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Whether I’m ready or not, our baby is turning one next month – one! And I am so in love with him. It’s been a bumpy ride in the Mitchell household the past couple years, my last pregnancy notwithstanding. Judah went from being an unwanted baby* to a baby who has been my unexpected healer.
(*I’m being very vulnerable here, so please be gentle with me. It’s pretty scary for me to write the word “unwanted” next to the word “baby” on the internet, but being open and honest is what this world needs, and so I choose to take the risk that comes with vulnerability. But, still, I ask for you to hear my heart and not just my words).
But the main reason I am writing today is to give you all an update on where we are at in our adoption journey. A quick overview since it’s been awhile since I’ve blogged about it:
– Summer 2014 – we started the adoption fundraising
– October 2014 – we officially started the paperwork
– March 2015 – our paperwork was put on hold due to our surprise pregnancy.
– March 2017 – we have until then to resume the paperwork or we lose the $3,000 we’ve paid and all paperwork will be void.
For my entire pregnancy and for the first several months of Judah’s life, I was determined to stick with our original plan – to adopt a newborn from the U.S. through our adoption agency for around $45,000. But as much as I wanted my life to be the same and my plan to be the same, going from 2 to 3 kids changes a lot. Well, it changes everything, really (see Sarah Bessey’s blog post below).
When I just had the two girls, I had the time and energy and motivation to fundraise the $45,000 we would need. In just a few months we were able to raise $10,000 because of amazing people like you(!). But now that Judah is here, I just don’t have the energy or time to fundraise another $35,000. While two years ago the $45,000 seemed like a fun challenge, it now feels like a flat out impossibility. While I enjoyed the fundraising (most of it, anyway:), it truly was a full-time job and then some. With three kids and other changes in our lives, I’m just not in a place to fundraise another $35,000. And since Ellen Degeneres hasn’t responded to my multiple emails, I don’t know where else to turn for that much money.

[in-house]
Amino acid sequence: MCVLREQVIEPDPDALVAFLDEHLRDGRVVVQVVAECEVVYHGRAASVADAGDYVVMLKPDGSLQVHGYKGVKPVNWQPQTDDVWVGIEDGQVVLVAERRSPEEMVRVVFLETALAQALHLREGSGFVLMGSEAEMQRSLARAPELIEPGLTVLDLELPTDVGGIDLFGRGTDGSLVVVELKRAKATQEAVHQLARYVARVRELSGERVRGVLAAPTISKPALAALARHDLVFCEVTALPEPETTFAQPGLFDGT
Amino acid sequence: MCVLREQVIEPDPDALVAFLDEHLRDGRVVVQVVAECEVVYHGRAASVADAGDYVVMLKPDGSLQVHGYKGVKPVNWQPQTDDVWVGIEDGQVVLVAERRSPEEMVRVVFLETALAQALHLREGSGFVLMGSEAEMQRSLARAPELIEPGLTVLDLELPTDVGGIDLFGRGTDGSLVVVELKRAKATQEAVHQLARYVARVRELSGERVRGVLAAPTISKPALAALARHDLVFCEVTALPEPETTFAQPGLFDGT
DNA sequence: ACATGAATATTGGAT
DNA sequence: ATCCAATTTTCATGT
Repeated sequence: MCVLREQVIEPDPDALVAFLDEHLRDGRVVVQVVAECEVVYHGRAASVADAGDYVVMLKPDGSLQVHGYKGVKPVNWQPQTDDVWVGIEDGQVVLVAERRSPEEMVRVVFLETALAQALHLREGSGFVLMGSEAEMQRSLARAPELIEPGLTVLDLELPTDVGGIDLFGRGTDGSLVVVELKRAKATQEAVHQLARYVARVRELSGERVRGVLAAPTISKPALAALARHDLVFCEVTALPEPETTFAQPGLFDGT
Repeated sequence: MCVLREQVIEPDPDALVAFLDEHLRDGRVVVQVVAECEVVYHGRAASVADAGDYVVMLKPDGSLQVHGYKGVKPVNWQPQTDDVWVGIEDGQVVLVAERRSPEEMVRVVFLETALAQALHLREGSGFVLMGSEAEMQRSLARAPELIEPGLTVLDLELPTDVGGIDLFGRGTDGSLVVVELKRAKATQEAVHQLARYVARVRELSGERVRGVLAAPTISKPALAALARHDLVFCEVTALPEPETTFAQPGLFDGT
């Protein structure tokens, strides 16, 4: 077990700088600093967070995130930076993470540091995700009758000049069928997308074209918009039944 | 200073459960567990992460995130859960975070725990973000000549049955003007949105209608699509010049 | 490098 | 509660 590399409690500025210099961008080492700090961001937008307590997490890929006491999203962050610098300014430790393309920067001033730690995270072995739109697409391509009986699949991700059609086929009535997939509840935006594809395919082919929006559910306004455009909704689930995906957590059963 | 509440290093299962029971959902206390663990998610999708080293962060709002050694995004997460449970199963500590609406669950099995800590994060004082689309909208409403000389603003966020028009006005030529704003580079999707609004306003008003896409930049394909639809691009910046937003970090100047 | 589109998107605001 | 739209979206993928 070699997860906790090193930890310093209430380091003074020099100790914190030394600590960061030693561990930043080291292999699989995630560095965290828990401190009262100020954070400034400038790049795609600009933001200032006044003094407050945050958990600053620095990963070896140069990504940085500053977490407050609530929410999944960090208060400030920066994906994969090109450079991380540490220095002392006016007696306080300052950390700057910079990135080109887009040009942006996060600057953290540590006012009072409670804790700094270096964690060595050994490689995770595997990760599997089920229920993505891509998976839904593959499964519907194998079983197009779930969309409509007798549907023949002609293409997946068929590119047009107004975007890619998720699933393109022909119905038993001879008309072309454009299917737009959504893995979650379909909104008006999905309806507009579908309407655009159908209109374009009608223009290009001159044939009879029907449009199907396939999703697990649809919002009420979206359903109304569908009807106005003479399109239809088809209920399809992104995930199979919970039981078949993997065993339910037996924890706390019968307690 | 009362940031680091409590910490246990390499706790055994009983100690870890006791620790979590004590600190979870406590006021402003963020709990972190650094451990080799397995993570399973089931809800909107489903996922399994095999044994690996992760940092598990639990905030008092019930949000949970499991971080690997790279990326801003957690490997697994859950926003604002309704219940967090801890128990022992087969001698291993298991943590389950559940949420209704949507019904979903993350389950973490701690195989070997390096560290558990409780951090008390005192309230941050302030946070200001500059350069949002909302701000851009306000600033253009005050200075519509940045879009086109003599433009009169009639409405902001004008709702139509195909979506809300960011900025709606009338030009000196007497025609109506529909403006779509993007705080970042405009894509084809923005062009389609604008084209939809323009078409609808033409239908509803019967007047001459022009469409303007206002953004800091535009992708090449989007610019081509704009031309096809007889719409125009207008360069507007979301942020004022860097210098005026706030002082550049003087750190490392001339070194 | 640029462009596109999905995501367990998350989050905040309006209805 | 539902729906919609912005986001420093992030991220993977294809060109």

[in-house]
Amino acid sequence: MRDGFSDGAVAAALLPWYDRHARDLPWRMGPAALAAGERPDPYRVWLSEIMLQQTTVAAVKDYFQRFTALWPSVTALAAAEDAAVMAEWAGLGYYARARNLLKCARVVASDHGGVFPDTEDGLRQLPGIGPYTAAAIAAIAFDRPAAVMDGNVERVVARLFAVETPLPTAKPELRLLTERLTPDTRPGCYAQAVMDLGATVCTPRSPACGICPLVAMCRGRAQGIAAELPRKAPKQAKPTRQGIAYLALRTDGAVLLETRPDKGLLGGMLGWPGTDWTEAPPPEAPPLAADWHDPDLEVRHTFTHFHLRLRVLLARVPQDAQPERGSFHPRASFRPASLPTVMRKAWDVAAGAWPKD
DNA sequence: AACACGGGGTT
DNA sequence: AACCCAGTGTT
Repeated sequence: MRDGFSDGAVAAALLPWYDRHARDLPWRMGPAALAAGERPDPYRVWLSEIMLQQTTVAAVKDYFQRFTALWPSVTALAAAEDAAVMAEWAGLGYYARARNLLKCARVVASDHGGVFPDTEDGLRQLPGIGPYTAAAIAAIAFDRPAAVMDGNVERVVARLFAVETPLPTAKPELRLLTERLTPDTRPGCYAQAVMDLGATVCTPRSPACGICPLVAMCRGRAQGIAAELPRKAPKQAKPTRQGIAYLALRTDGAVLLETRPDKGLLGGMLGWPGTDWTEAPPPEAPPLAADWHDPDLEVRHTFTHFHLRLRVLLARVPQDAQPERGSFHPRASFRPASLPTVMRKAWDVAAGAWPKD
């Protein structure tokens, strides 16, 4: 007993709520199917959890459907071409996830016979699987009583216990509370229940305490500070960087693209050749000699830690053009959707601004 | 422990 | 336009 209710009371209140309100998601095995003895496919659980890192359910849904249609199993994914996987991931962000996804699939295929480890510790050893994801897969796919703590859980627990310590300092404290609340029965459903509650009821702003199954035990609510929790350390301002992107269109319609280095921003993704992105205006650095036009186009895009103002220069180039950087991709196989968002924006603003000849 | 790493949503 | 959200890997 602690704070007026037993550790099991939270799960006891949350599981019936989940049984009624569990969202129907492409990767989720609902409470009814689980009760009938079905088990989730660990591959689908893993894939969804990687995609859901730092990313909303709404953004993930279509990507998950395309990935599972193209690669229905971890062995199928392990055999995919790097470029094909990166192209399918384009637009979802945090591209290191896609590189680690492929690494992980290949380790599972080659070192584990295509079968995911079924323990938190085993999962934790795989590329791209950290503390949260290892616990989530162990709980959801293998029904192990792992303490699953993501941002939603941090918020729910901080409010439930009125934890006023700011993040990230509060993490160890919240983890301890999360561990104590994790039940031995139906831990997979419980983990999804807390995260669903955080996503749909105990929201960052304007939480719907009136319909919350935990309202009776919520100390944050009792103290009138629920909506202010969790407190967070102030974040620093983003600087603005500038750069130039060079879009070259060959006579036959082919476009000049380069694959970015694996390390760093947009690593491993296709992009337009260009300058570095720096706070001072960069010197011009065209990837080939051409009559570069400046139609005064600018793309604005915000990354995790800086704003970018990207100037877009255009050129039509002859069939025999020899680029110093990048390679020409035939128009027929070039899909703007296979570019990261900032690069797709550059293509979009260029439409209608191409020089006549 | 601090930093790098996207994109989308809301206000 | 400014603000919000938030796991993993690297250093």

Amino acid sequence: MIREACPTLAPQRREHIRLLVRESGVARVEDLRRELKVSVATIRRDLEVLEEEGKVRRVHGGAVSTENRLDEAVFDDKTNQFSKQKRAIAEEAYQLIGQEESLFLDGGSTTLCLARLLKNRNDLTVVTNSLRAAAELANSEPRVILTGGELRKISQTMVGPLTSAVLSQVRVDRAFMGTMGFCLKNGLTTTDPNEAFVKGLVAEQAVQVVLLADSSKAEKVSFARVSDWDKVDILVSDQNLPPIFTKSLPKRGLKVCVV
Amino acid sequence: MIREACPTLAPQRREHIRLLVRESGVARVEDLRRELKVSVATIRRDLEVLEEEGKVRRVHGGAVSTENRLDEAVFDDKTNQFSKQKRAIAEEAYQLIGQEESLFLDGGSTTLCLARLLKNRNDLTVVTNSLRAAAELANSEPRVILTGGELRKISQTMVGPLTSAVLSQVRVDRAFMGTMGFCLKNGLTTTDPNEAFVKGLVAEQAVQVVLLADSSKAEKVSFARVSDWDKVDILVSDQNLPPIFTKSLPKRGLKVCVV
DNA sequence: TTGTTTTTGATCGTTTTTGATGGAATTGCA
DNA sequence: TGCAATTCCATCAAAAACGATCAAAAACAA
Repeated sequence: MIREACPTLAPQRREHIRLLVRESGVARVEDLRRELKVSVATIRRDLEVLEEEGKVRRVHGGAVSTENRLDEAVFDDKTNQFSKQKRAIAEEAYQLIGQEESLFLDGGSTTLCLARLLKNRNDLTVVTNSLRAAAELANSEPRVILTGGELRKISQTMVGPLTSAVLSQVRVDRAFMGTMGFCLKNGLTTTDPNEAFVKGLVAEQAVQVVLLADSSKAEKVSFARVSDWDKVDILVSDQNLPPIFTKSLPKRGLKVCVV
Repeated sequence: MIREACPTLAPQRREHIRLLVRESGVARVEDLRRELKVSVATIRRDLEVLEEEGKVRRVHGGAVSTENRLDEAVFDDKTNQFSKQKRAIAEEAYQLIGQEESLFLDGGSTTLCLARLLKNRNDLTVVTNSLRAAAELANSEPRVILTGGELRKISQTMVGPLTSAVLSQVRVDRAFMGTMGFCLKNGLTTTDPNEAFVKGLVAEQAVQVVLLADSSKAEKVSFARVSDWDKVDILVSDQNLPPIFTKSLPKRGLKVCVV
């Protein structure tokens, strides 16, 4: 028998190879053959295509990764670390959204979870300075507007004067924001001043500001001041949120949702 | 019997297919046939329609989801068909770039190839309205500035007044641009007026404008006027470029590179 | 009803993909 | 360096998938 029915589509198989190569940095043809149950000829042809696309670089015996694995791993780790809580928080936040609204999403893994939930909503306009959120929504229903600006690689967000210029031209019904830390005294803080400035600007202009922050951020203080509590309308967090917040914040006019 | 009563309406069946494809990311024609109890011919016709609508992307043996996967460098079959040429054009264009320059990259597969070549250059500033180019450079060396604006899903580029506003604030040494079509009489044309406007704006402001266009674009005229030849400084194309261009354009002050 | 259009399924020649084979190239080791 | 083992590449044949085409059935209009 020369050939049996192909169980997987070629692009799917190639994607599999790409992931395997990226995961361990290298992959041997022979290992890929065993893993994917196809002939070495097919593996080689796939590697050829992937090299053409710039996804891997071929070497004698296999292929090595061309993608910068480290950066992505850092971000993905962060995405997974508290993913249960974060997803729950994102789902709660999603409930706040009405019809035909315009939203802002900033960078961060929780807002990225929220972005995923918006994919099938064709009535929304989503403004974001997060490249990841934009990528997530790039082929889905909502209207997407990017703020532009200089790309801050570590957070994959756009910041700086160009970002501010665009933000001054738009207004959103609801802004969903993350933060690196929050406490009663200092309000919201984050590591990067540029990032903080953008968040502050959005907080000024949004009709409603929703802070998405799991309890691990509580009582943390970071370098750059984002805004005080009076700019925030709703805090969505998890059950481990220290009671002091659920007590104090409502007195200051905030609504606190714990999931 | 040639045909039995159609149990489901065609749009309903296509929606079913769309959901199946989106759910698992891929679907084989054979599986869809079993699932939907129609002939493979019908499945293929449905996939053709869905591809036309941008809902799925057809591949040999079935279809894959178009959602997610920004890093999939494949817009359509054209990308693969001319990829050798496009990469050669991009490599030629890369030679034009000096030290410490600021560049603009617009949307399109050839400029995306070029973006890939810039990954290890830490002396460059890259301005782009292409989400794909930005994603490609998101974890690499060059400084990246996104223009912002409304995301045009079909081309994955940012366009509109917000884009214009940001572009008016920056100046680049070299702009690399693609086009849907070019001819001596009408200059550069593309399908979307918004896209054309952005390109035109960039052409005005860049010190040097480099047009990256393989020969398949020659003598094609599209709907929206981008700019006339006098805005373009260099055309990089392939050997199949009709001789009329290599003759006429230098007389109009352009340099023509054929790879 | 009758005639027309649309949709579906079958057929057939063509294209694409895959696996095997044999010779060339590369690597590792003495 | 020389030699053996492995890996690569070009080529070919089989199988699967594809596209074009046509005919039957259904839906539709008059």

Plus, the fact that it costs $45,000 to adopt a baby just kills me. There are children needing a family and families needing children, and yet the cost of adoption is one of the biggest barriers for so many families who yearn to adopt. It’s an injustice to all children and all families, and I wish I knew how to combat that injustice.
So through much wrestling and praying and seeking out options, we feel we are being led to foster-to-adopt. This is a completely different yet somewhat similar journey from our domestic adoption plan. If we choose to go this route, it means we don’t get our $3,000 back from our adoption agency. And I can’t tell you how much that has torn up my soul – we worked so hard, people gave so generously, and yet we risk ‘losing’ that money if we change our plans. I spent a lot of time in therapy working my way through all my emotions and frustrations and fears and dreams of our adoption journey and the money involved. Being a frugal mama, forgoing that much money in one fell swoop makes my stomach sick.
But through a blog post by Sarah Bessey and a conversation with a foster-to-adopt mama from our church, we felt a peace and a confirmation that foster-to-adopt is the path for us. One of the biggest draws to foster-to-adopt is that it’s free. There’s more risk involved with this route and the entire approach is different. With domestic adoption, our plan is to ‘get a baby’. But with foster-to-adopt, the approach is to be advocates for reunification with birth parents/relatives whenever possible. While I totally understand this approach, it makes our path a little more complicated since we don’t necessarily get to adopt the first baby we take in.
There’s a lot more I could write on this change in our adoption journey, but I’ll save that for another time. There’s one more detail I want to cover in regards to our previous adoption plan, and that is the $7,000 we still have from our fundraising days.
This is hard… part of me feels guilty like I’ve ‘taken’ people’s money, and that guilt is multiplied when I think about us not using the money like we had originally planned (for our domestic adoption). So this is something John and I have been covering heavily in prayer. At this point in time, our hearts still want to use that money for our original purpose – which was/is to expand our family with children who are not biologically ours. That is still our plan and very much our desire (and more of a certainty now that a vasectomy has been performed:). It’s more of deciding how we’re going to go about that, and right now foster-to-adopt seems to be that path. But more than anything, we want you to know that we desire to be good stewards of our adoption money (ie: we aren’t spending it on fancy vacations or a new wardrobe;) and plan on using the money solely for the expansion of our family as that is why we did the fundraising in the first place.
But we are still praying… we are still open to options and to God’s leading. Our plan is to revisit this in the New Year and to decide if we are going to go forward with foster-to-adopt or not. We have until March 2017 til our $3,000 ‘expires’ so thus why we want to revisit this decision come January in case we feel led to do domestic adoption or Ellen Degeneres offers me the remaining $35,000. Hey, a mama can dream. 😉
So we ask for your prayers. We want to act honorably through all of this and to be good stewards of everything we’ve been given. More to come.
[Image: Pictures of Money]